Oh, a hundred percent. I think what we’re seeing today is that being able to create communities coming together, building off of the strengths of each other is crucial to be able to win. All in all, I think that this is a winning strategy for everybody who’s involved with SAP’s Industry Cloud. Just to make this a little more tangible, because sometimes things can seem abstract when we don’t have concrete examples. Can you give us some details about the solution that you’ve been working on that’s part of SAP’s Industry Cloud, Anthony?
Anthony Aughterson (16:40):
I’d love to. Yes. It’s called resource pro and it is a sales and operation planning app for the Professional Services industry. It’s built for S/4 HANA. It sits in the SAP’s Industry Cloud, and it drools data from sales systems, CRM style systems, HR systems, and project delivery systems, which in the main is going to be S/4 HANA. What it does is it enables customers to balance their demand. So, the sales pipeline they’re sold projects with their supply, which is their employees, their contingent workers, recruitment, and also digital workers. And by balancing that supply and demand, you get a very, very clear view of what’s going on with your business. Why is that important? Well, essentially you get to see your shortfalls or oversupply against all of your different resource types in different time windows. So short, medium, and long-term, and it allows you to take action on that. That has in Pro Services firms, particularly ones whose main business is projects. That’s really high impact because you drive up utilization, so you drive up your margins. Again, another secondary sort of benefit of it is customer satisfaction goes up because you can move quicker and you can resource your product projects more accurately. You also have better staff morale as well because your staff aren’t sitting around on the bench because they’re better utilized.
Yeah. It’s, it sounds like a winning solution, all in all. John, do you have anything you want to add to that? Because I know, obviously we’ve talked about being able to collaborate and this has been a very collaborative approach. What’s it like to have been working with Anthony on this solution?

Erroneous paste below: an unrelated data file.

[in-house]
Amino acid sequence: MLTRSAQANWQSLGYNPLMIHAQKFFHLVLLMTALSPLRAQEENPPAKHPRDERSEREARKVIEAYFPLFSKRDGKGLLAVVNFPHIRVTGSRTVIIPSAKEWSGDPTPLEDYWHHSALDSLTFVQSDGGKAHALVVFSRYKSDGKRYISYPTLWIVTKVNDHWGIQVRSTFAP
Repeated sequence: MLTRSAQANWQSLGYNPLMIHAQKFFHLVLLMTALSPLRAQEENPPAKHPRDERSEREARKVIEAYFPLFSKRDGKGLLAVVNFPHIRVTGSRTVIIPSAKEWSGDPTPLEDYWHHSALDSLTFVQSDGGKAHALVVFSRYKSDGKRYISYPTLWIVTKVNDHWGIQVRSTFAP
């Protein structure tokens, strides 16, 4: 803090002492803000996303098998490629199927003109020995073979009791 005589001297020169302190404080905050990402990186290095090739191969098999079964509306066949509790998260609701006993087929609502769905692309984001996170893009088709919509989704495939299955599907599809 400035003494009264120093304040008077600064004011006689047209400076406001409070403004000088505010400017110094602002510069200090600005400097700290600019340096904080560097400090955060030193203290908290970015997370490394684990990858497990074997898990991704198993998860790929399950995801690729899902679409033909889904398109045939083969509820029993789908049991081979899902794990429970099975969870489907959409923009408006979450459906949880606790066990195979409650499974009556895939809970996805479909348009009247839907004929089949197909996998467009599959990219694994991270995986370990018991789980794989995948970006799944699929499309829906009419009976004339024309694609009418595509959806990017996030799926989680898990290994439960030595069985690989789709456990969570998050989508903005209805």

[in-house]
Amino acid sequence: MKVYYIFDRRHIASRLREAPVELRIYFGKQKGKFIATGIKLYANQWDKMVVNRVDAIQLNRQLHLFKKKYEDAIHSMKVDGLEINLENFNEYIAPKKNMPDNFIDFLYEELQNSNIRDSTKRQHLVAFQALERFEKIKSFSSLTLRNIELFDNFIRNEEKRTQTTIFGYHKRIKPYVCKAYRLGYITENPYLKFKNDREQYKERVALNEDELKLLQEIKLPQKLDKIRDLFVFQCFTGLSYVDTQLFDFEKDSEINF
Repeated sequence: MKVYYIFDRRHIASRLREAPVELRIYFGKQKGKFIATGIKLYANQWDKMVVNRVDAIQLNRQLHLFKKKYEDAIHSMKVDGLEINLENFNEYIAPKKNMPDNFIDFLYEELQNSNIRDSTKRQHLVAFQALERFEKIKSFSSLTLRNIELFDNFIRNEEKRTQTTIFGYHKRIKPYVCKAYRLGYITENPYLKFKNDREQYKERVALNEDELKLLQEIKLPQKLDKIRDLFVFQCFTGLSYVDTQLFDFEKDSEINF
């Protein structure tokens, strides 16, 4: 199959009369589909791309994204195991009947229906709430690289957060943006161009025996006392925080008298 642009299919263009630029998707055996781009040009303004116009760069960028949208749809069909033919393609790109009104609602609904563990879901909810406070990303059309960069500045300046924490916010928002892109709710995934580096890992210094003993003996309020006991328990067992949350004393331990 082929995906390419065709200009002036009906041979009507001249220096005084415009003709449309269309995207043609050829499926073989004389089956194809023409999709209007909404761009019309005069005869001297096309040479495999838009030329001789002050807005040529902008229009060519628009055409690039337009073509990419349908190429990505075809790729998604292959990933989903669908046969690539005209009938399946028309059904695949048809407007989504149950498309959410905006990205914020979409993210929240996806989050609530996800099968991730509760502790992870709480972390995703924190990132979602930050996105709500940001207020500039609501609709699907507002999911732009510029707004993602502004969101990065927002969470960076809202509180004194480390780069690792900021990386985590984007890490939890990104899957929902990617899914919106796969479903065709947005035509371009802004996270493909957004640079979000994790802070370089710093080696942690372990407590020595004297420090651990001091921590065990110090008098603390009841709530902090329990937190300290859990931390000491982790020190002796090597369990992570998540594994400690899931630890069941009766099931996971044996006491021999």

John Rhodes (18:47):
Yeah, I mean, it’s great. This is one of the benefits of Industry Cloud. I don’t know how long ago it was… Maybe 18 months ago. We discussed this in so many tables saying, how do we crack that mystery of sales and operations planning in a Professional Services firm? We have very detailed resource management, but if you think about the equivalent to what manufacturing firms do it look at, you know, what is my demand coming down stream? What is the supply and match it? There was nothing like, I really felt, for Professional Service firms. When we think about some of the trends we spoke about, about resilience and predictability of revenue, that’s one of the key things you need to be able to do. You need to have an idea of, you know, what is my work or backlog, what I’ve got, how am I going to satisfy that? And if I can’t satisfy it with resources, can I do it with contingent labor? Perhaps I can use automation in some cases. The whole process of thinking about the challenges of the Professional Services industry collaborating with Anthony and team to come up with a solution, I mean, getting to a point where you have this fantastic approach and solution to do it it’s really the evidence, and this was, I guess, pre Industry Cloud when we started talking, but it’s a perfect example of industry client based on Business Technology Platform. You don’t have open heart surgery on your ERP system, but it provides you have always tools to be forward-looking as we discussed you need to be. So, great experience. Essentially said it does require close collaboration between SAP and partners. And that is, I think the future, as well as we go forward with, as you mentioned, this network of organizations. Yeah, Very exciting times.
It is exciting times, even though we are still in the midst of a global pandemic. I do actually genuinely think that the Professional Services industry is such a fascinating industry, especially when you look at it in the context of COVID, right? Because for example, I take someone like my brother, who’s a lawyer in Denmark, who’s never been able to understand the fact that I always work remotely, virtually, and now he’s doing it and seeing that transition and what’s happening, like you talked about in the beginning that you have to be able to use digital technology today, regardless of the industry you’re in is a really fascinating thing to me. Speaking of COVID and what’s going to happen, I always joke on the show and say, take out your crystal balls, and everyone starts to get a little bit nervous because I don’t think it’s very possible ever to predict the future, but perhaps even a little more difficult during these times, but let’s try it anyways. Just to pick your brain first, Anthony, what are you seeing? What do you think will happen in the future where we talk about the Professional Services industry and the post COVID, if there’s ever going to be a post COVID era?